Why I read the Gita: Hope in the face of defeat
T. S. Eliot once declared—and I agree—that the greatest philosophical poem next to the Divine Comedy is the Bhagavad Gita (“Song of the Blessed One”), the most widely revered of the sacred texts of India. Once or twice a year I reread the Gita, relying on several fine English translations and limping through the Sanskrit with the help of interlinear editions. It never ceases to delight. Like all great reading, but with peculiar intensity, reading the Gita takes me into another world, enabling me to see our common world through other eyes. In the Gita I encounter a devotional and philosophical tradition, tested in experience and crafted in song and dialectic, that is intrinsically worth studying. If life is, as John Keats wrote, a “vale of soul-making,” then the Gita has taught me a great deal about how souls are made.
The setting makes a compelling tale: Pandu, king of the Kurus, has died, leaving his brother, the blind Dhritarashtra, to serve as regent until Yudhishthira, eldest of Pandu’s five sons, comes of age. But Duryodhana, eldest of Dhritarashtra’s hundred sons, craving the glory of kingship, has cheated Yudhishthira of his succession by means of a crooked dice game. After 13 years of exile, the five sons of Pandu return to set right a usurpation that by its very nature spells disorder and ruin. Diplomacy fails; war is inevitable. The opposing armies assemble with their banners and bows on the field of the Kurus. A heartrending tumult of conchs, cymbals, trumpets and drums breaks forth and the battle is about to be engaged, when Arjuna, third son of Pandu, halts his chariot between the ranks. So might a noble warrior pause to survey the scene before the great deeds begin. But seeing his own kinsmen among the enemy, Arjuna is devastated: “My limbs give way, my mouth dries up, I tremble, the hairs of my flesh stand on end.” Such a kin-slaying is doomed to unleash the very evils it was intended to overcome; survivors will scatter and take up foreign ways, neglecting the sacrifices that sustain the family. Realizing this, Arjuna sinks down, dejected, and refuses to fight.
Suddenly it is as if time were suspended, invaded from within by a divine presence imperceptible to the other combatants. Arjuna’s chariot driver—who is none other than Krishna-Vasudeva, the god who encompasses and transcends all space and time—undertakes to initiate Arjuna, delivering 18 discourses on how to act in a world marred by delusion and malice. The field of the Kurus, it turns out, is the field of dharma (sacred order), of action and of the human heart.
The Gita takes for granted the broad outlines of classical Indian philosophy: all beings act according to their inborn nature, forged by past lives; and all actions sow seeds whose fruit must be consumed in future lives. Kin-slaying merits rebirth in hell, but even the most shining actions are “golden handcuffs,” as 13th-century philosopher Pillai Lokacharya puts it, binding one to the cycle of birth and death. The Gita offers a key to unlock these handcuffs. Yet one need not believe in rebirth to feel the force of the Gita’s soteriology; one need only recognize that human beings, left to their own devices, are profoundly unfree.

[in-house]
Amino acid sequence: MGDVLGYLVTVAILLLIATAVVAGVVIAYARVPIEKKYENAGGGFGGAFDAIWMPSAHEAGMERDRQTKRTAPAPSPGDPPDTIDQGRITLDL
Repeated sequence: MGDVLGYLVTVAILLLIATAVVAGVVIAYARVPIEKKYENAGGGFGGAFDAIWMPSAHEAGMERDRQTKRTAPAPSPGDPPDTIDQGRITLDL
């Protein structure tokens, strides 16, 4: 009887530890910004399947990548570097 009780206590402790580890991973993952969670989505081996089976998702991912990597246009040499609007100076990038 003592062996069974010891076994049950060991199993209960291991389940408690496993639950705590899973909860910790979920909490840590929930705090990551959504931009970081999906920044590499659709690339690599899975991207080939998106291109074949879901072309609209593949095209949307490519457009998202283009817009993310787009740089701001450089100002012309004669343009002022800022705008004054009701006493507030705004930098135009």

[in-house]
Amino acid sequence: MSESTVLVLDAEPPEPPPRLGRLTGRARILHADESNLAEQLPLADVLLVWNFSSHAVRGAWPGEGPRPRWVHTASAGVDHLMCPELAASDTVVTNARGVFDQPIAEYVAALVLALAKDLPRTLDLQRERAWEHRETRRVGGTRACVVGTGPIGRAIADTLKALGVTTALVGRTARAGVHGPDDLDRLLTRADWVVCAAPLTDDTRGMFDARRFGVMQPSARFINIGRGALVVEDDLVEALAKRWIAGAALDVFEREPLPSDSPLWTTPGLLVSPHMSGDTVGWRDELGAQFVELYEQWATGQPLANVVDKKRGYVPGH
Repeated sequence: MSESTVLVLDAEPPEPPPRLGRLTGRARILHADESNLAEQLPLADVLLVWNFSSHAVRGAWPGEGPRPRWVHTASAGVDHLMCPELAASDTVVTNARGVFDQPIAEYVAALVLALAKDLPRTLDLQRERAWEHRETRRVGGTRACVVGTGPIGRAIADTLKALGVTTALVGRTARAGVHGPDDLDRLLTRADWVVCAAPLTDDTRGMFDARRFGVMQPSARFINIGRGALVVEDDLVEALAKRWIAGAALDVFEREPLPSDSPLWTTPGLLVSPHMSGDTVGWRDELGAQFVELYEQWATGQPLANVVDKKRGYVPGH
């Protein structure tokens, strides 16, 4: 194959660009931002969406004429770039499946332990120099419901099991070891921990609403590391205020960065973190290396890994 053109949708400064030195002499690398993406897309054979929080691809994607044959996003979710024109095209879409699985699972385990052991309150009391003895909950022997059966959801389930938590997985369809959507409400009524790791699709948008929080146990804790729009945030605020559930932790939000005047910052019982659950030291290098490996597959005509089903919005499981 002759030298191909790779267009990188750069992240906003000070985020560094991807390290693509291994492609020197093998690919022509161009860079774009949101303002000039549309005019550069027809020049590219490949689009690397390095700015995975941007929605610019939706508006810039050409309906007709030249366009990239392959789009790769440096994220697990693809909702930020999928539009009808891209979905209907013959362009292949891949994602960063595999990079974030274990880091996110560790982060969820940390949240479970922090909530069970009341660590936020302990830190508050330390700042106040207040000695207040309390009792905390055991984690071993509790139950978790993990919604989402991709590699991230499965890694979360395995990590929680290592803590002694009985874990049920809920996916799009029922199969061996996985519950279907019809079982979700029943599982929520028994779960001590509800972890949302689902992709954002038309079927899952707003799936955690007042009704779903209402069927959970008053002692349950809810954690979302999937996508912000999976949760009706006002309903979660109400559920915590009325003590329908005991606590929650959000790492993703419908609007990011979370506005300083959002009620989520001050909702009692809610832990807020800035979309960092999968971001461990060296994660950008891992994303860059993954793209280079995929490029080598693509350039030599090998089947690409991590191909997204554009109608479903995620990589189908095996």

Krishna’s first message to Arjuna is that he should accept his social identity as a warrior. You have a sacred duty, he tells Arjuna; it’s not open to you to take up the life of an ascetic. Fulfill your vocation, and I will show you the path to freedom. Gradually, Krishna discloses to Arjuna the reality of the self which is neither born nor dies, ultimately revealing (with a blinding theophany and a series of stunning “I AM” statements) that it is Krishna’s ceaseless divine action that alone sustains the world. Do your job without attachment to the results, Krishna counsels; offer your deeds as a sacrifice, and take refuge in me. Think on me now and at the hour of your death, and I will carry you safely across the flood. In brief compass the Gita harnesses all the ancient Indian systems of spiritual discipline in the service of a genuine novum: the emerging devotional (bhakti) movement.
What does this mean to a Christian? Before I venture to say, I want to be sure I’ve heard the Gita’s own voice. Yet I have to admit that despite essential differences, it strikes an undeniably Christian chord. I cannot read the Gita without being reminded of the one thing needful on the field of action: to serve wholeheartedly without imagining we can control the results. “The Lord answered her, ‘Martha, Martha, you are anxious and troubled about many things; one thing is needful. Mary has chosen the good portion, which shall not be taken away from her.’” I cannot read the Gita without being consoled by the one sure hope in the face of inevitable defeats: “Lo, I am with you always, to the close of the age.”